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Why is using a wild card with a Java import statement bad?

Posted by: admin November 2, 2017 Leave a comment

Questions:

It is much more convenient and cleaner to use a single statement like

import java.awt.*;

than to import a bunch of individual classes

import java.awt.Panel;
import java.awt.Graphics;
import java.awt.Canvas;
...

What is wrong with using a wildcard in the import statement?

Answers:

The only problem with it is that it clutters your local namespace. For example, let’s say that you’re writing a Swing app, and so need java.awt.Event, and are also interfacing with the company’s calendaring system, which has com.mycompany.calendar.Event. If you import both using the wildcard method, one of these three things happens:

  1. You have an outright naming conflict between java.awt.Event and com.mycompany.calendar.Event, and so you can’t even compile.
  2. You actually manage only to import one (only one of your two imports does .*), but it’s the wrong one, and you struggle to figure out why your code is claiming the type is wrong.
  3. When you compile your code there is no com.mycompany.calendar.Event, but when they later add one your previously valid code suddenly stops compiling.

The advantage of explicitly listing all imports is that I can tell at a glance which class you meant to use, which simply makes reading the code that much easier. If you’re just doing a quick one-off thing, there’s nothing explicitly wrong, but future maintainers will thank you for your clarity otherwise.

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Here’s a vote for star imports. An import statement is intended to import a package, not a class. It is much cleaner to import entire packages; the issues identified here (e.g. java.sql.Date vs java.util.Date) are easily remedied by other means, not really addressed by specific imports and certainly do not justify insanely pedantic imports on all classes. There is nothing more disconcerting than opening a source file and having to page through 100 import statements.

Doing specific imports makes refactoring more difficult; if you remove/rename a class, you need to remove all of its specific imports. If you switch an implementation to a different class in the same package, you have to go fix the imports. While these extra steps can be automated, they are really productivity hits for no real gain.

If Eclipse didn’t do class imports by default, everyone would still be doing star imports. I’m sorry, but there’s really no rational justification for doing specific imports.

Here’s how to deal with class conflicts:

import java.sql.*;
import java.util.*;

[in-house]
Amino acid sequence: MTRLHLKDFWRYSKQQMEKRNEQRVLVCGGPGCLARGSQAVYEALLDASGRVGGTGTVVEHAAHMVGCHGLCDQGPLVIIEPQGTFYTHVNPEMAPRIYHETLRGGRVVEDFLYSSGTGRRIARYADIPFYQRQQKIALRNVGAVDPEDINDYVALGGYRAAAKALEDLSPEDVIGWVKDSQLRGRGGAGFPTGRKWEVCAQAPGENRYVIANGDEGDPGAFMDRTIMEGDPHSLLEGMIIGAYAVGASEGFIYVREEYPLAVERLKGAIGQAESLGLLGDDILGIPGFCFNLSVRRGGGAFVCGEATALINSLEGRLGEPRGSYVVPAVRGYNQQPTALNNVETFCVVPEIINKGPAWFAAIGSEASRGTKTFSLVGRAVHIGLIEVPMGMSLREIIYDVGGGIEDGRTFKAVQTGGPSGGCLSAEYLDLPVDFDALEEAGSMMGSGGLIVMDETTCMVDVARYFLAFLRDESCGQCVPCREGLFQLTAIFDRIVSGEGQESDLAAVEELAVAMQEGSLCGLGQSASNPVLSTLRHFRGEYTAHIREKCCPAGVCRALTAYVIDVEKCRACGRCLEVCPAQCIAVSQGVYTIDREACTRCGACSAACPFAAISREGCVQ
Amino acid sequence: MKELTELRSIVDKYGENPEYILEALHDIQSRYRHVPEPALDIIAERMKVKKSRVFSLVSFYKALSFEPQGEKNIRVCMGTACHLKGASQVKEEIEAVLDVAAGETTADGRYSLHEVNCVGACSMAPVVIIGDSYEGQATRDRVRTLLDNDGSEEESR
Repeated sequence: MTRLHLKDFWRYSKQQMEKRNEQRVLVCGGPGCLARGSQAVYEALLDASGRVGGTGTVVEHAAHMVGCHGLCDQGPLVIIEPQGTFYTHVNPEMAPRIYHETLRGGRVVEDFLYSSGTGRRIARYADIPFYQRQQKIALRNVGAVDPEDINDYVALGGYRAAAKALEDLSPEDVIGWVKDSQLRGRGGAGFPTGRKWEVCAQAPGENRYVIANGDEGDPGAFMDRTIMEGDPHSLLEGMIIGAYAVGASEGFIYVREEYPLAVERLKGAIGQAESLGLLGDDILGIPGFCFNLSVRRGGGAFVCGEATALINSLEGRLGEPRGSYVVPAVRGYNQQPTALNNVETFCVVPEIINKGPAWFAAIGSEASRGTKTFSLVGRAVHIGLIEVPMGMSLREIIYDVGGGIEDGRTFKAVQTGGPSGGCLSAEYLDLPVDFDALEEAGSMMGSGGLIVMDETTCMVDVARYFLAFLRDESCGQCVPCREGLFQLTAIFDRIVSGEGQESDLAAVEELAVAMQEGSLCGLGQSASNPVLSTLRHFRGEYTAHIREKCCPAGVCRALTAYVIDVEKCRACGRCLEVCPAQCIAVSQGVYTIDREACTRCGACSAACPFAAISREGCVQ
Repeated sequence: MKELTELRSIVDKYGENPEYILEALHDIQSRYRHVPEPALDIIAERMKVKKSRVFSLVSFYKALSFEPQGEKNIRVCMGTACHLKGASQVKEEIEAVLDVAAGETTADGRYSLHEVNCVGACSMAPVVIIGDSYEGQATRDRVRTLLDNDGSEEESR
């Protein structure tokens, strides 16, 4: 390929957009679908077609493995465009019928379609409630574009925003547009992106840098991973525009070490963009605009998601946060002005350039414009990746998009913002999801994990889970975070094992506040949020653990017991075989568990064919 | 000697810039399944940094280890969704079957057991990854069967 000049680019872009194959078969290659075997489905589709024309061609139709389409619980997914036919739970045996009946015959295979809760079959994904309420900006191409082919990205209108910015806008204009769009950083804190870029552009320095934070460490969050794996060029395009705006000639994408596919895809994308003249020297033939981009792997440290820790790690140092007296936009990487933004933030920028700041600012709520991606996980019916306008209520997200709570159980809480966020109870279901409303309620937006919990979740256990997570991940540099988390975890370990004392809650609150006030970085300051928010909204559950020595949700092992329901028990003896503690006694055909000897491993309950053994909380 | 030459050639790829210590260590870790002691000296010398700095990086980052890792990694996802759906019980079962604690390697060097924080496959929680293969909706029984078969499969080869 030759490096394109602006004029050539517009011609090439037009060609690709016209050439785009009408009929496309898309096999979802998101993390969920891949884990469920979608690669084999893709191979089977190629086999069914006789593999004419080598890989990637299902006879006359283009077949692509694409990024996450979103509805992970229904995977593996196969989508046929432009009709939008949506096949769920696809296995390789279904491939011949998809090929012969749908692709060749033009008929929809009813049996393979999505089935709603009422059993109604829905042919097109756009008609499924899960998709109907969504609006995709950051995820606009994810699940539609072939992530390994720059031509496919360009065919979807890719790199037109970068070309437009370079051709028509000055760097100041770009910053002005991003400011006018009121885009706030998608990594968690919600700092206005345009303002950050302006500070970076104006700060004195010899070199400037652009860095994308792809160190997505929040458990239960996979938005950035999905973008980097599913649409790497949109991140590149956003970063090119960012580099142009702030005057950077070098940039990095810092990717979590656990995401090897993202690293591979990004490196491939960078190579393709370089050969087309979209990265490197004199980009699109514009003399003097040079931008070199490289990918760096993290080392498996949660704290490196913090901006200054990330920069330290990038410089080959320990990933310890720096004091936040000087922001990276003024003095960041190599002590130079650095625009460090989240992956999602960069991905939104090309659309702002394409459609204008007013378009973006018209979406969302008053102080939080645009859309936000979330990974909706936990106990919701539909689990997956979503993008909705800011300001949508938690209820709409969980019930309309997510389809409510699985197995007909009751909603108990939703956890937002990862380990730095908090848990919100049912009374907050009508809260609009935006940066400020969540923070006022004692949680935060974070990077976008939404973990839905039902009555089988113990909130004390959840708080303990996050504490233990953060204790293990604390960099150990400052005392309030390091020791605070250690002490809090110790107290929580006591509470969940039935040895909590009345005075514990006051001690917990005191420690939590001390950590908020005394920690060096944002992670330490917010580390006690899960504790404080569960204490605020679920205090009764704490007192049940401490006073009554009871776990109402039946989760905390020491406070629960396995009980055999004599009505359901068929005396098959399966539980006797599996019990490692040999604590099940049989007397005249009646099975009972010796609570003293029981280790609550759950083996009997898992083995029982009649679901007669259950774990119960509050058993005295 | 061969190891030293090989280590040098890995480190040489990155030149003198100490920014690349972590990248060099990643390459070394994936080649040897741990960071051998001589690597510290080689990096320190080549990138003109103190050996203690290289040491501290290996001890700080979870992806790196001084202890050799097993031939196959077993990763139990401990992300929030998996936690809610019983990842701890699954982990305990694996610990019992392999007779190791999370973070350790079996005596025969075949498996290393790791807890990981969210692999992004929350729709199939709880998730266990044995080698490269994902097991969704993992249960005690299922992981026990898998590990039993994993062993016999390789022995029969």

import java.sql.Date;

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please see my article Import on Demand is Evil

In short, the biggest problem is that your code can break when a class is added to a package you import. For example:

import java.awt.*;
import java.util.*;

// ...

List list;

In Java 1.1, this was fine; List was found in java.awt and there was no conflict.

Now suppose you check in your perfectly working code, and a year later someone else brings it out to edit it, and is using Java 1.2.

Java 1.2 added an interface named List to java.util. BOOM! Conflict. The perfectly working code no longer works.

This is an EVIL language feature. There is NO reason that code should stop compiling just because a type is added to a package…

In addition, it makes it difficult for a reader to determine which “Foo” you’re using.

Questions:
Answers:

It’s not bad to use a wild card with a Java import statement.

In Clean Code, Robert C. Martin actually recommends using them to avoid long import lists.

Here is the recommendation:

J1: Avoid Long Import Lists by Using
Wildcards

If you use two or more classes from a
package, then import the whole package
with

import package.*;

Long lists of imports are daunting to
the reader. We don’t want to clutter
up the tops of our modules with 80
lines of imports. Rather we want the
imports to be a concise statement
about which packages we collaborate
with.

Specific imports are hard
dependencies, whereas wildcard imports
are not. If you specifically import a
class, then that class must exist. But
if you import a package with a
wildcard, no particular classes need
to exist. The import statement simply
adds the package to the search path
when hunting for names. So no true
dependency is created by such imports,
and they therefore serve to keep our
modules less coupled.

There are times when the long list of
specific imports can be useful. For